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The House of Representatives Passed the Self-Drive Act: What’s Next?

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On Wednesday, the U.S. House of Representatives unanimously passed a bill to push forward the testing of self-driving vehicles.

Nicknamed the Self-Drive Act, this bill is dedicated to giving automotive companies the ability to test their autonomous vehicles more freely. If this bill becomes a law, it could mean adding 100,000 autonomous vehicles to public streets each year. However, not all testing will occur on public streets; according to The Verge, companies seeking these exemptions must prove their technologies are at least as safe as a human-occupied vehicle.

Under this the Self-Drive Act, automotive manufacturers exploring autonomous technology are eligible for exemptions from federal and state regulations. For example, self-driving vehicles are built differently than traditional vehicles, often without key features like pedals or a steering wheel. Current safety testing restrictions are crafted to check the safety of human-occupied vehicles. By receiving these exemptions, companies will have more control over the proper methods of testing for their autonomous technologies.

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However, it is important to note that this is not set in stone just yet. The Senate has to pass the legislation before it can actually become a law. To make matters a bit more complicated, The Washington Post expressed its skepticism over the Senate’s ability to pass the bill, as they are tied up with more pressing issues at the moment.

Many critics have expressed concern about the introduction of autonomous vehicles in relation to the economy. While many argue that these vehicles will boost the economy, critics point to the trucking industry, which makes $724 billion every year. However, Senator John Thune explained that there is still a possibility for trucks to be excluded from the legislation. “Self-driving technology for trucks and other large vehicles has emerged as a pivotal issue in Congress’ attempt to help usher in a new era of transportation,” said Senator Thune.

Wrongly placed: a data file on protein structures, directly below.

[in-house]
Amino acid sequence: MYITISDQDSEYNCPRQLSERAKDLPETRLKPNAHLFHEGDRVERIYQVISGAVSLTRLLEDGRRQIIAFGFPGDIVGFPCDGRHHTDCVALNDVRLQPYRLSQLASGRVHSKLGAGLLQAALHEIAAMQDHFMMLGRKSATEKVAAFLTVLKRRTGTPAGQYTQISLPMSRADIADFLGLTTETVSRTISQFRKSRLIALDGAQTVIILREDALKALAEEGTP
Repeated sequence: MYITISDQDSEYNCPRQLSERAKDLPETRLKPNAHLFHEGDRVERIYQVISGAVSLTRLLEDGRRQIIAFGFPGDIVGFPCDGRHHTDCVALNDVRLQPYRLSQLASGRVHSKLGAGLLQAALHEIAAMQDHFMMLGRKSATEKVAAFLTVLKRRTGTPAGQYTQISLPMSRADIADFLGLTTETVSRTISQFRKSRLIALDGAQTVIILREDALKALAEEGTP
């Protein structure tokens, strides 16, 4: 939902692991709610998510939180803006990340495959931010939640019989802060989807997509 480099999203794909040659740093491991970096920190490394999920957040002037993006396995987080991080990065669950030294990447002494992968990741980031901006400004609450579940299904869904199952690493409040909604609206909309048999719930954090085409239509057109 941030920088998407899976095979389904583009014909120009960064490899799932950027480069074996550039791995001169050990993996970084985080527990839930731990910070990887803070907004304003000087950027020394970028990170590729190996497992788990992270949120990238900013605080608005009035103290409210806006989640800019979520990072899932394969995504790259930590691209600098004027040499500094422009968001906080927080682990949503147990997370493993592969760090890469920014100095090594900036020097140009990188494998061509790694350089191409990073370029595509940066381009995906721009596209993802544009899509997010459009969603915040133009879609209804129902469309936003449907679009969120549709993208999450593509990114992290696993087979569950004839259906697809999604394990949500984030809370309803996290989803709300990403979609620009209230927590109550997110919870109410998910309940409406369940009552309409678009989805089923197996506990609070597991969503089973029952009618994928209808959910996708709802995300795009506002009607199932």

Serving as chairman of the House Energy Commerce Committee, Oregon Representative Greg Walden¬†sees autonomous vehicles as providing an unprecedented increase in safety on our roadways. “While the National Highway Traffic Safety Administration can’t write a safety standard to make us all perfect drivers,” said Walden, “It can work to advance lifesaving technologies to avoid collisions, and that’s part of what this bipartisan legislation will put into place.”

As self-driving technologies, and other autonomous features, have come to the forefront of the automotive industry, hacking has become a huge concern. This bill also includes regulations on cyber security to prevent things like vehicle hacking from occurring.

Greg Rogers, policy analyst for the Eco Center for Transportation, told The Verge that the Senate is already in the process of drafting its own self-driving vehicle legislation. According to Rogers, this legislation strives to turn over the power to the cities and states so they can regulate, restrict, or reject self-driving vehicles within individual communities.

The next step in the process is the Senate’s vote. At this time, it is unclear when that vote will take place.

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Sources: The Washington Post (here and here), The Verge